Business context matters during every breach investigation. Big changes on non-mission critical assets, like the printer in HR, may not merit significant time and attention. On the other hand, even small changes on mission critical assets should be investigated carefully.
After a breach, all systems are subject to review and audit. Post breach consultants often spend an inordinate amount of time trying to figure out the business purpose of systems with vague or non-existing business classification information.
In this scenario, an unpatched Windows machine is a meaningless piece of information, whereas a server that is part of the ecommerce infrastructure that hasn’t been patched or hardened for more than six months has the business relevance needed for forensics. All systems need business relevance data that is consistently collected, maintained and available for audit.

3. List Authorized Users and Their Privileges

Once a security breach is confirmed a huge amount of time is spent trying to figure out if the security incident matters and if so, who did it. Significant time can be saved if you spend the time required to create and maintain up-to-date user authorization policies and current asset classification before the breach.
The goal of forensic activities is to identify the actor, internal or external and the method used for the compromise, and finally, the scope of the impact so appropriate remediation action can be applied. In order to find the bad actor, a current list of authorized users and the assets they can access is a crucial resource.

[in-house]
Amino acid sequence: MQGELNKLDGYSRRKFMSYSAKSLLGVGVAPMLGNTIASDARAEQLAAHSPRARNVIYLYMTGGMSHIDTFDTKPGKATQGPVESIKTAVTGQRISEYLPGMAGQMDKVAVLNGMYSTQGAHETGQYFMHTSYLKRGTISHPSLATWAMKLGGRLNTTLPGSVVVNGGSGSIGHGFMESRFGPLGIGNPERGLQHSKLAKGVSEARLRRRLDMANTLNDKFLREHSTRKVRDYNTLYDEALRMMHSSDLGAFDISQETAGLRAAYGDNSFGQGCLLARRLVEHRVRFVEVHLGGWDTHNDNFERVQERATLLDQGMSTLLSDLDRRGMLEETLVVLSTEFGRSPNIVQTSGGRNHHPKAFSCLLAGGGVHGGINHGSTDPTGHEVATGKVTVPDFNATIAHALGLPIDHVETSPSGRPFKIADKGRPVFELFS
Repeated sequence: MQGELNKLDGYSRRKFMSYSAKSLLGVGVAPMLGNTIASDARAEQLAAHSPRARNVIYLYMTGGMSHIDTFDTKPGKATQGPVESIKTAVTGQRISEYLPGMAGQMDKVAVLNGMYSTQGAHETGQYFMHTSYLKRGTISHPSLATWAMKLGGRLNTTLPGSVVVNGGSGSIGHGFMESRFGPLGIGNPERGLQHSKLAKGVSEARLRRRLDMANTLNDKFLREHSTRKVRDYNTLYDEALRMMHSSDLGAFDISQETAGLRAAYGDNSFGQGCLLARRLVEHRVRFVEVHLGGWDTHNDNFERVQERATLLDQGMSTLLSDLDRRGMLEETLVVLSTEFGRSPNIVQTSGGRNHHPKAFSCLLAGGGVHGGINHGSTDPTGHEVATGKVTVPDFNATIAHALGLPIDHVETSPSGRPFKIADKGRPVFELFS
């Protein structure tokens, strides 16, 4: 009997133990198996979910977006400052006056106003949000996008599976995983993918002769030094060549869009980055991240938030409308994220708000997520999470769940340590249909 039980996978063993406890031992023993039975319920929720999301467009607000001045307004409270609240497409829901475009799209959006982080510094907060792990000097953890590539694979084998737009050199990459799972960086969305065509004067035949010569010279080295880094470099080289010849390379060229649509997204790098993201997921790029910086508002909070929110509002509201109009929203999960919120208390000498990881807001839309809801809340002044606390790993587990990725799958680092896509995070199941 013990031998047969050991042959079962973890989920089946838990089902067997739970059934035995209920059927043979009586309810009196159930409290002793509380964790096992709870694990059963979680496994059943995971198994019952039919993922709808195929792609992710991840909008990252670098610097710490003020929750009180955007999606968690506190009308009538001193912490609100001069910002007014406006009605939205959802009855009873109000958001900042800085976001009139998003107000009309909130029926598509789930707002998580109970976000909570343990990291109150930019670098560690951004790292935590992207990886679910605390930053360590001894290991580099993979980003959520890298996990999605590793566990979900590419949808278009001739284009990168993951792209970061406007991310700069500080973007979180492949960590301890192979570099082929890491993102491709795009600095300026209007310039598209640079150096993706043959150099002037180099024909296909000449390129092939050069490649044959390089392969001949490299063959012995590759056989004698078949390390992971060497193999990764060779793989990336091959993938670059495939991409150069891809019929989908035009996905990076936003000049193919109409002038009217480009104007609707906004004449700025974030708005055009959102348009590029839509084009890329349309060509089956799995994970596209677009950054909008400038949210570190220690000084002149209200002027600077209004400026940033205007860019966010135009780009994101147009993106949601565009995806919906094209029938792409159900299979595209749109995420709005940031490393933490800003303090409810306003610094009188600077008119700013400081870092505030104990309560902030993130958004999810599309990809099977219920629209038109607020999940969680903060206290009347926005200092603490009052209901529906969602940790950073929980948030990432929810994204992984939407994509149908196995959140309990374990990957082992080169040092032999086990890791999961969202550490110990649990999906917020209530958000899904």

Tools exist that can automate this but they are only as effective as the business process underlying them. Tracking down who did what with precision requires keeping access controls up-to-date with each change in employment, termination dates and especially third-parties and contractors.

 4. Put Login Failures into Context

Reviewing login failures is like looking for a needle in a stack of needles. It gets even worse because in and of themselves, they really don’t tell you anything but you can’t afford to ignore them either.
A better approach is to correlate login failures with other suspicious activity. Many companies are now connecting asset vulnerability and identity context to their log information and correlating this data to identify truly suspicious activity.
For example, some companies are able to create an automated watch list of terminated employees and correlate it to activity. Some companies can also correlate suspicious changes (outside change windows, for example) and configuration policy failures (such as opening FTP or unauthorized ports) against other network activity to detect anomalous behavior.
Forensics experts repeatedly report that activities like this that are present during a breach, but most businesses never connect the data in various security technology silos.

5. Improve Tool Integration

Poor integration of security technologies leaves many organizations with an error-prone process that requires manually correlating thousands of events or changes. Suspicious changes identified by one security tool must be confirmed through reports in different data formats from multiple other tools.
Better tool integration automatically correlates data, dramatically reducing the time and resources required to confirm suspicious activity. This is an emerging area within security. To help their customers truly get ahead of security risks, vendors need to connect key pieces of information across the security technology stack. The blind spots created by missing integration are often how the bad guys get in.